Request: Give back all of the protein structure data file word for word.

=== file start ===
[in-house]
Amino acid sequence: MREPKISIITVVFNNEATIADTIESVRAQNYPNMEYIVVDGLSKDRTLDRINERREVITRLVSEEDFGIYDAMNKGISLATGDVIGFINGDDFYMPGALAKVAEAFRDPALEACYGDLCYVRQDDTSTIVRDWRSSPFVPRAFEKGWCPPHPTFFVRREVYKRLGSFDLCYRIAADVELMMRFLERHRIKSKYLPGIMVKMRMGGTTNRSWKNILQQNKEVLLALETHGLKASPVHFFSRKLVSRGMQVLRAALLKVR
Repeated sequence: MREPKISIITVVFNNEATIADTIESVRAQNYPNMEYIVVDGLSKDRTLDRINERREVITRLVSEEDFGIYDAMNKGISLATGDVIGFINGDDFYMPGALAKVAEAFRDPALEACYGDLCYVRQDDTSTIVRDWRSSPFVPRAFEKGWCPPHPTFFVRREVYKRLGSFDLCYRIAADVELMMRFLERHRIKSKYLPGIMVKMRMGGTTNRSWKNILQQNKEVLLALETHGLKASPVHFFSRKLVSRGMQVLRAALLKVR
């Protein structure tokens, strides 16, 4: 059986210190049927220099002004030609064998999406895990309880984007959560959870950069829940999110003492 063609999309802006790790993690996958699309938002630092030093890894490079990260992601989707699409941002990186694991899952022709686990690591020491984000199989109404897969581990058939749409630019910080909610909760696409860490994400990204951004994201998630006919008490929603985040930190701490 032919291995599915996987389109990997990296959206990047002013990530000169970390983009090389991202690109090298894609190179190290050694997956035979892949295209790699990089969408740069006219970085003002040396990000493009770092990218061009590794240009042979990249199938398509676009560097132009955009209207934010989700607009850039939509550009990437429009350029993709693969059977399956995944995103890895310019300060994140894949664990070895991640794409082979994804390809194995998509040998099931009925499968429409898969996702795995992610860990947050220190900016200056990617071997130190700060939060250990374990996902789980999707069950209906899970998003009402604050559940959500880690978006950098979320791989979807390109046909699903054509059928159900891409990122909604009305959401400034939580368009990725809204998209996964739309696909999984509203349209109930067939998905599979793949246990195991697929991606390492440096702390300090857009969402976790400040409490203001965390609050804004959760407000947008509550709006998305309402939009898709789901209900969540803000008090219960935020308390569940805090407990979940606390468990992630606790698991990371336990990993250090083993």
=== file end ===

[in-house]
Amino acid sequence: MREPKISIITVVFNNEATIADTIESVRAQNYPNMEYIVVDGLSKDRTLDRINERREVITRLVSEEDFGIYDAMNKGISLATGDVIGFINGDDFYMPGALAKVAEAFRDPALEACYGDLCYVRQDDTSTIVRDWRSSPFVPRAFEKGWCPPHPTFFVRREVYKRLGSFDLCYRIAADVELMMRFLERHRIKSKYLPGIMVKMRMGGTTNRSWKNILQQNKEVLLALETHGLKASPVHFFSRKLVSRGMQVLRAALLKVR
Repeated sequence: MREPKISIITVVFNNEATIADTIESVRAQNYPNMEYIVVDGLSKDRTLDRINERREVITRLVSEEDFGIYDAMNKGISLATGDVIGFINGDDFYMPGALAKVAEAFRDPALEACYGDLCYVRQDDTSTIVRDWRSSPFVPRAFEKGWCPPHPTFFVRREVYKRLGSFDLCYRIAADVELMMRFLERHRIKSKYLPGIMVKMRMGGTTNRSWKNILQQNKEVLLALETHGLKASPVHFFSRKLVSRGMQVLRAALLKVR
């Protein structure tokens, strides 16, 4: 059986210190049927220099002004030609064998999406895990309880984007959560959870950069829940999110003492 063609999309802006790790993690996958699309938002630092030093890894490079990260992601989707699409941002990186694991899952022709686990690591020491984000199989109404897969581990058939749409630019910080909610909760696409860490994400990204951004994201998630006919008490929603985040930190701490 032919291995599915996987389109990997990296959206990047002013990530000169970390983009090389991202690109090298894609190179190290050694997956035979892949295209790699990089969408740069006219970085003002040396990000493009770092990218061009590794240009042979990249199938398509676009560097132009955009209207934010989700607009850039939509550009990437429009350029993709693969059977399956995944995103890895310019300060994140894949664990070895991640794409082979994804390809194995998509040998099931009925499968429409898969996702795995992610860990947050220190900016200056990617071997130190700060939060250990374990996902789980999707069950209906899970998003009402604050559940959500880690978006950098979320791989979807390109046909699903054509059928159900891409990122909604009305959401400034939580368009990725809204998209996964739309696909999984509203349209109930067939998905599979793949246990195991697929991606390492440096702390300090857009969402976790400040409490203001965390609050804004959760407000947008509550709006998305309402939009898709789901209900969540803000008090219960935020308390569940805090407990979940606390468990992630606790698991990371336990990993250090083993």